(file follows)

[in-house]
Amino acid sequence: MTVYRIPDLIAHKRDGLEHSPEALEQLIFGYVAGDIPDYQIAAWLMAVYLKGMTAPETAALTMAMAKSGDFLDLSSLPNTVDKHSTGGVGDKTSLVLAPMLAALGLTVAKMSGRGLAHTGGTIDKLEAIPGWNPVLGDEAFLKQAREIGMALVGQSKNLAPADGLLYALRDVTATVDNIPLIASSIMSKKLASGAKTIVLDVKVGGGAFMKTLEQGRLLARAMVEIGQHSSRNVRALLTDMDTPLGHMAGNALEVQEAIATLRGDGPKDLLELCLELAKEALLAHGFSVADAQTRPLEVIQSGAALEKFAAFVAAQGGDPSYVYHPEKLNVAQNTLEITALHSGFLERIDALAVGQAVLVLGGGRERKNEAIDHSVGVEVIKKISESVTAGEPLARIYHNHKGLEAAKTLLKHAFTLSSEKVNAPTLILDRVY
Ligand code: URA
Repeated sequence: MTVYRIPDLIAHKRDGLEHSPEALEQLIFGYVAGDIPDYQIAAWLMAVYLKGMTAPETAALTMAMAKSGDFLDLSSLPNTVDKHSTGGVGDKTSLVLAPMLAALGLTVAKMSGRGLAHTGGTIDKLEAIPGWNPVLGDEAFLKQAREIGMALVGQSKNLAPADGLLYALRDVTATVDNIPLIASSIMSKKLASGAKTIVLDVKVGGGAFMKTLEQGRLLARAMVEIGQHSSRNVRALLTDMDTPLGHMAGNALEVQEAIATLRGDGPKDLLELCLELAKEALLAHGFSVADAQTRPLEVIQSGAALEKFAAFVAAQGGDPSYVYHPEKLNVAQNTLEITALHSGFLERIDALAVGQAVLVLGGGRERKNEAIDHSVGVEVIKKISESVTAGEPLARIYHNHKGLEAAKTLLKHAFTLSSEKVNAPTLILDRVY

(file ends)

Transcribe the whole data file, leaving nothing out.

[in-house]
Amino acid sequence: MTVYRIPDLIAHKRDGLEHSPEALEQLIFGYVAGDIPDYQIAAWLMAVYLKGMTAPETAALTMAMAKSGDFLDLSSLPNTVDKHSTGGVGDKTSLVLAPMLAALGLTVAKMSGRGLAHTGGTIDKLEAIPGWNPVLGDEAFLKQAREIGMALVGQSKNLAPADGLLYALRDVTATVDNIPLIASSIMSKKLASGAKTIVLDVKVGGGAFMKTLEQGRLLARAMVEIGQHSSRNVRALLTDMDTPLGHMAGNALEVQEAIATLRGDGPKDLLELCLELAKEALLAHGFSVADAQTRPLEVIQSGAALEKFAAFVAAQGGDPSYVYHPEKLNVAQNTLEITALHSGFLERIDALAVGQAVLVLGGGRERKNEAIDHSVGVEVIKKISESVTAGEPLARIYHNHKGLEAAKTLLKHAFTLSSEKVNAPTLILDRVY
Ligand code: URA
Repeated sequence: MTVYRIPDLIAHKRDGLEHSPEALEQLIFGYVAGDIPDYQIAAWLMAVYLKGMTAPETAALTMAMAKSGDFLDLSSLPNTVDKHSTGGVGDKTSLVLAPMLAALGLTVAKMSGRGLAHTGGTIDKLEAIPGWNPVLGDEAFLKQAREIGMALVGQSKNLAPADGLLYALRDVTATVDNIPLIASSIMSKKLASGAKTIVLDVKVGGGAFMKTLEQGRLLARAMVEIGQHSSRNVRALLTDMDTPLGHMAGNALEVQEAIATLRGDGPKDLLELCLELAKEALLAHGFSVADAQTRPLEVIQSGAALEKFAAFVAAQGGDPSYVYHPEKLNVAQNTLEITALHSGFLERIDALAVGQAVLVLGGGRERKNEAIDHSVGVEVIKKISESVTAGEPLARIYHNHKGLEAAKTLLKHAFTLSSEKVNAPTLILDRVY